Now, Theology is like the map. Merely learning and thinking about the Christian doctrines, if you stop there, is less real and less exciting than the sort of thing my friend got in the desert. Doctrines are not God: they are only a kind of map. But that map is based on the experience of hundreds of people who really were in touch with God-experiences compared with which any thrills or pious feelings you and I are likely to get on our own are very elementary and very confused. And secondly, if you want to get any further, you must use the map. You see, what happened to that man in the desert may have been real, and was certainly exciting, but nothing comes of it. It leads nowhere. There is nothing to do about it. In fact, that is just why a vague religion-all about feeling God in nature, and so on-is so attractive. It is all thrills and no work; like watching the waves from the beach. But you will not get to Newfoundland by studying the Atlantic that way, and you will not get eternal life by simply feeling the presence of God in flowers or music. Neither will you get anywhere by looking at maps without going to sea. Nor will you be very safe if you go to sea without a map.

C.S. Lewis, Mere Christianity

The task of a truly revolutionary party is not to declare that it is impossible to renounce all compromises, but to be able, through all compromises, when they are unavoidable, to remain true to its principles, to its class, to its revolutionary purpose, to its task of paving the way for revolution and educating the mass of the people for victory in the revolution.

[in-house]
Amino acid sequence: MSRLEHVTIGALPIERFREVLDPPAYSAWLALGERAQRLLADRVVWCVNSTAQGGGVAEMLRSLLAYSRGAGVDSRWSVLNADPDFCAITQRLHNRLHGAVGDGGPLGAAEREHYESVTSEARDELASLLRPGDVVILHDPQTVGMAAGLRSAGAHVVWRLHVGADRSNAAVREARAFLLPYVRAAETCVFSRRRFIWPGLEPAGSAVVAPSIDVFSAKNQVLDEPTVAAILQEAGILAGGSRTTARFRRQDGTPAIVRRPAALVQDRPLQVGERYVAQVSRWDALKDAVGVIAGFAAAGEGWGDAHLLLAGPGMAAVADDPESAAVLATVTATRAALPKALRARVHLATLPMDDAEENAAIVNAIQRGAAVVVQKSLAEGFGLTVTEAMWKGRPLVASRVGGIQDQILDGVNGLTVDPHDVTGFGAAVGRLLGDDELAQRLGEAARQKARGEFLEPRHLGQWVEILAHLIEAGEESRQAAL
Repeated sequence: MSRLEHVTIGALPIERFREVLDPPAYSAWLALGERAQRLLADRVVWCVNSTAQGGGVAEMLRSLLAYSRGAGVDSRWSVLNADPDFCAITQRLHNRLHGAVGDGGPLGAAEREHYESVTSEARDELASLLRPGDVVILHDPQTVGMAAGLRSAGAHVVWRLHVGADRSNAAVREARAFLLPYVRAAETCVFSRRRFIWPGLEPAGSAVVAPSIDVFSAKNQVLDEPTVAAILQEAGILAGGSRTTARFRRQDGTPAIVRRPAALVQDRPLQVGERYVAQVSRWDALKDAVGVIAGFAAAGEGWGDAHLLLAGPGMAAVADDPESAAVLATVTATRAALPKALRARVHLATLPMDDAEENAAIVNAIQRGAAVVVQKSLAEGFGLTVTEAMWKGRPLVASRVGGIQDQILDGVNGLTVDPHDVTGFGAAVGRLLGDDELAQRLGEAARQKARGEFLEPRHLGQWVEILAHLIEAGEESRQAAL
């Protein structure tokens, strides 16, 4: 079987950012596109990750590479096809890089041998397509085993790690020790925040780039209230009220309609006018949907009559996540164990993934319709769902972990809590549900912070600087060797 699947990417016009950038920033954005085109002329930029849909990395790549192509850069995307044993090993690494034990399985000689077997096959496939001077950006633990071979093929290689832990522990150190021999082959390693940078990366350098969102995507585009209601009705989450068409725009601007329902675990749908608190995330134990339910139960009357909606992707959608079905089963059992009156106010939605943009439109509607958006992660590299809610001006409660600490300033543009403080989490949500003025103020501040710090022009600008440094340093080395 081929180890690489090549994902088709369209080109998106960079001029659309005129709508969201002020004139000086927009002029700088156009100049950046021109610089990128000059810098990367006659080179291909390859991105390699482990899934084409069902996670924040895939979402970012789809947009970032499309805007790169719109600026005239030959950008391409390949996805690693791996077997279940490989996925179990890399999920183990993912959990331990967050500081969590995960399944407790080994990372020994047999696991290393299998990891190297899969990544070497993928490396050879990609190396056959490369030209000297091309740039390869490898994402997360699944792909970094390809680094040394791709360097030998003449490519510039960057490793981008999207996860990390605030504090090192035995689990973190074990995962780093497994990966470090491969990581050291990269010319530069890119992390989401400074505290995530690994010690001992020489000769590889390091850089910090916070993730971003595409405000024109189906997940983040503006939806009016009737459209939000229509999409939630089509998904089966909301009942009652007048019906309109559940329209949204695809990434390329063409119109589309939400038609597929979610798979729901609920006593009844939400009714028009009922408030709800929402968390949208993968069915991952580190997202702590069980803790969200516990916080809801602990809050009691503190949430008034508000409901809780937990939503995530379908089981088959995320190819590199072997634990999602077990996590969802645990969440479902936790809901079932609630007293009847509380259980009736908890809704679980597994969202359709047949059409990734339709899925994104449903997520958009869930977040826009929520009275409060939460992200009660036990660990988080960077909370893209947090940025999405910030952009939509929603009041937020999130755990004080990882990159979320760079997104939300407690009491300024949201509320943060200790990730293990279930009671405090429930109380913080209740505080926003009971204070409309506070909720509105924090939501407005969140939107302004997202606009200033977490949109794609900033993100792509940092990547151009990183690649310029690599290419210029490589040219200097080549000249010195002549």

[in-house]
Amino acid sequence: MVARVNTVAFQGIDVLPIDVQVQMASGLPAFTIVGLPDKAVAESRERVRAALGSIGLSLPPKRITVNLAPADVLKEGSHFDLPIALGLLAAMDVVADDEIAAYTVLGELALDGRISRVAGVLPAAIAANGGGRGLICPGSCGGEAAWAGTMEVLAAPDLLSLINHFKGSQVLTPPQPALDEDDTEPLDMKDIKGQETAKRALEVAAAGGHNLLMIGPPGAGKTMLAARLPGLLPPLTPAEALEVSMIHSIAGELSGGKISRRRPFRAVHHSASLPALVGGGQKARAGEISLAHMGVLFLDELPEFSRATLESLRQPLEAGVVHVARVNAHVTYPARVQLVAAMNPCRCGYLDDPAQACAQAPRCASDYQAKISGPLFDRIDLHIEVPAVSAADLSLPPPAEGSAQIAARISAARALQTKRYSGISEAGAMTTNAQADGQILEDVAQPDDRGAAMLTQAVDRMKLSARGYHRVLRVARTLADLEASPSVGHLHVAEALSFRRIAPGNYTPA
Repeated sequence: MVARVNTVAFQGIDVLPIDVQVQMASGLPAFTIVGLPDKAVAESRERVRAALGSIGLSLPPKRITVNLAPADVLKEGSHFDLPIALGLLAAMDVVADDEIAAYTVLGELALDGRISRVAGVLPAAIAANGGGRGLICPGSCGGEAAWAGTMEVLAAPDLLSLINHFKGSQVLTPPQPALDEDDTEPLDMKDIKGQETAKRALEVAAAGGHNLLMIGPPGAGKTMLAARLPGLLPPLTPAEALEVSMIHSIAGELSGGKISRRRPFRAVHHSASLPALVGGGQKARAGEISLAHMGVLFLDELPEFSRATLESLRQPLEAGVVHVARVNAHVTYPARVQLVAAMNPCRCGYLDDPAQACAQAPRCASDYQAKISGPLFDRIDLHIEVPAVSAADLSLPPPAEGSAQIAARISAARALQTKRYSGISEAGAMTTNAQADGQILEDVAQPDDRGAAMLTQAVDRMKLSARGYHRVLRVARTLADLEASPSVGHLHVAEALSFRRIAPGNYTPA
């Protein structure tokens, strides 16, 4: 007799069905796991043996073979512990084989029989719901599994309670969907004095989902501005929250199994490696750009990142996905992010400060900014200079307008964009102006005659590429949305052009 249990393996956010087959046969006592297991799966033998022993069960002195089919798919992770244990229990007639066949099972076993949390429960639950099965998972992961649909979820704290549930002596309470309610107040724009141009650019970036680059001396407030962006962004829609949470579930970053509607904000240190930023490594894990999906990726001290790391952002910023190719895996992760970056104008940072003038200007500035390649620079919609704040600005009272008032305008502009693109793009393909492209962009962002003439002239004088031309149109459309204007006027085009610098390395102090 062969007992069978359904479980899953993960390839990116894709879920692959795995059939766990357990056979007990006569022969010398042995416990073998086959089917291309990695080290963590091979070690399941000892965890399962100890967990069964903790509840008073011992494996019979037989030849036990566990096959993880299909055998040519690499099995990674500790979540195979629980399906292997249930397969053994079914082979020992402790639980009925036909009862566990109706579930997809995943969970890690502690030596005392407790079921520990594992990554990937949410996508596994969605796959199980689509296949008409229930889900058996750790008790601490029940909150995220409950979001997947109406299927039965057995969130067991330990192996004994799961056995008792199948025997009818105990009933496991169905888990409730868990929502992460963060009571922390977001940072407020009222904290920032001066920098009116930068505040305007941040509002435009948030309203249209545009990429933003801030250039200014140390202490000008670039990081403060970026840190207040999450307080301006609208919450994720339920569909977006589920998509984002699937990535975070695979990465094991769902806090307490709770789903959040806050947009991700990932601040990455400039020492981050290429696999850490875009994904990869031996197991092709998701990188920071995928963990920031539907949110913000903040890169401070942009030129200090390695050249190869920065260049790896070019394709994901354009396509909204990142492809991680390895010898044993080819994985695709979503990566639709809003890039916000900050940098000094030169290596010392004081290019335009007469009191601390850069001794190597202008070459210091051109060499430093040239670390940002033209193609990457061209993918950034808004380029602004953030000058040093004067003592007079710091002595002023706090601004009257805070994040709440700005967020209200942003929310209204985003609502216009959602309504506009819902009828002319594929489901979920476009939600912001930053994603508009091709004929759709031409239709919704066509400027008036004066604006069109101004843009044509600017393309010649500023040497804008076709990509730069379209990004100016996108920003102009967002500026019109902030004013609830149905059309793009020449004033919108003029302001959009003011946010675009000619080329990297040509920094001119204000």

—  Vladimir Lenin
Daily UX Crash Course: 1 of 31

My mission this month is to get more designers (or aspiring designers) started in User Experience design. The best place to start any education is at the beginning:

What is UX?

Everything has a user experience. Our job is not to create the user experience. It is our job to make it good.

And what do I mean by “good” user experience?

It is common to think that a good user experience is one that makes users happy. Not true! If happiness was our only goal, we could just throw in some Lolcats and random compliments and go home. But — although that’s not the worst universe I can imagine — your boss may not be satisfied with the results.

The goal of a UX designer is to make users effective.

A user’s experience is just the tip of the iceberg:

Many people mistakenly think that “UX” means a user’s experience, but it is actually about “doing” the process of User Experience Design.

A user’s individual experience is their conscious, subjective opinion of your app or site. User feedback is important — sometimes — but UX designers need to do a lot more than that.

"Doing" UX:

UX Design (also sometimes called UXD) involves a process very similar to doing science: we do research to understand the users, we develop ideas to solve the users’ needs — and the needs of the business — and we build and measure those solutions in the real world to see if they work.

You will learn about all of that this month. Or if that’s not your deal, Lolcats are still an option.

Tomorrow we’ll learn about the two types of UX goals that should change everything you design…

Watch on myreadisred.com

I WOKE UP LIKE THIS.

The full Chimamanda Adichie TED talk clip Bey sampled in “Flawless”

Watch on mormonchannel.tumblr.com

What does God expect us to do when we pray for help making decisions? Learn from Elder Holland’s true story.